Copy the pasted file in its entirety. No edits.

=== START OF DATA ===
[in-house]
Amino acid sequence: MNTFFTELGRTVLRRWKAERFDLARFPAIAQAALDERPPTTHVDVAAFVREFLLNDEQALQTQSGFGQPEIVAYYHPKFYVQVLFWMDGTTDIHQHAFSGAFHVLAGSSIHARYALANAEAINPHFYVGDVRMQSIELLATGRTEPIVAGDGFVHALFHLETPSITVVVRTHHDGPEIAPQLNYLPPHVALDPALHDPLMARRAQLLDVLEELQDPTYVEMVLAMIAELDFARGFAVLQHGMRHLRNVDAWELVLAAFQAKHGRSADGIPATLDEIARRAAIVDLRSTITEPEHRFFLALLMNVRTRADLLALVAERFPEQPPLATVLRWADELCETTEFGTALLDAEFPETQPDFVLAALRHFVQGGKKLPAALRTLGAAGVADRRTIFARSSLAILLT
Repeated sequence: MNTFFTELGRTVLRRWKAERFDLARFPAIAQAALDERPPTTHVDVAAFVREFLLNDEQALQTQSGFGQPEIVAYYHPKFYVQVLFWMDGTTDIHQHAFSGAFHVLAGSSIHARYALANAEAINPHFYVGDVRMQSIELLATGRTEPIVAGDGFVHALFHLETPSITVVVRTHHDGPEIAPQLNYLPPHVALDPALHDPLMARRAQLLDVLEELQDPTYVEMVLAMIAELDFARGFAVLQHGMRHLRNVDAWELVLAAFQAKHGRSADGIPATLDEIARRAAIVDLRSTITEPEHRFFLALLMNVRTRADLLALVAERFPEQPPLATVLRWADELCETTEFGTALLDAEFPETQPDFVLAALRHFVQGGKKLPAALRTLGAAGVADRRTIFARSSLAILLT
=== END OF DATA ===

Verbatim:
[in-house]
Amino acid sequence: MNTFFTELGRTVLRRWKAERFDLARFPAIAQAALDERPPTTHVDVAAFVREFLLNDEQALQTQSGFGQPEIVAYYHPKFYVQVLFWMDGTTDIHQHAFSGAFHVLAGSSIHARYALANAEAINPHFYVGDVRMQSIELLATGRTEPIVAGDGFVHALFHLETPSITVVVRTHHDGPEIAPQLNYLPPHVALDPALHDPLMARRAQLLDVLEELQDPTYVEMVLAMIAELDFARGFAVLQHGMRHLRNVDAWELVLAAFQAKHGRSADGIPATLDEIARRAAIVDLRSTITEPEHRFFLALLMNVRTRADLLALVAERFPEQPPLATVLRWADELCETTEFGTALLDAEFPETQPDFVLAALRHFVQGGKKLPAALRTLGAAGVADRRTIFARSSLAILLT
Repeated sequence: MNTFFTELGRTVLRRWKAERFDLARFPAIAQAALDERPPTTHVDVAAFVREFLLNDEQALQTQSGFGQPEIVAYYHPKFYVQVLFWMDGTTDIHQHAFSGAFHVLAGSSIHARYALANAEAINPHFYVGDVRMQSIELLATGRTEPIVAGDGFVHALFHLETPSITVVVRTHHDGPEIAPQLNYLPPHVALDPALHDPLMARRAQLLDVLEELQDPTYVEMVLAMIAELDFARGFAVLQHGMRHLRNVDAWELVLAAFQAKHGRSADGIPATLDEIARRAAIVDLRSTITEPEHRFFLALLMNVRTRADLLALVAERFPEQPPLATVLRWADELCETTEFGTALLDAEFPETQPDFVLAALRHFVQGGKKLPAALRTLGAAGVADRRTIFARSSLAILLT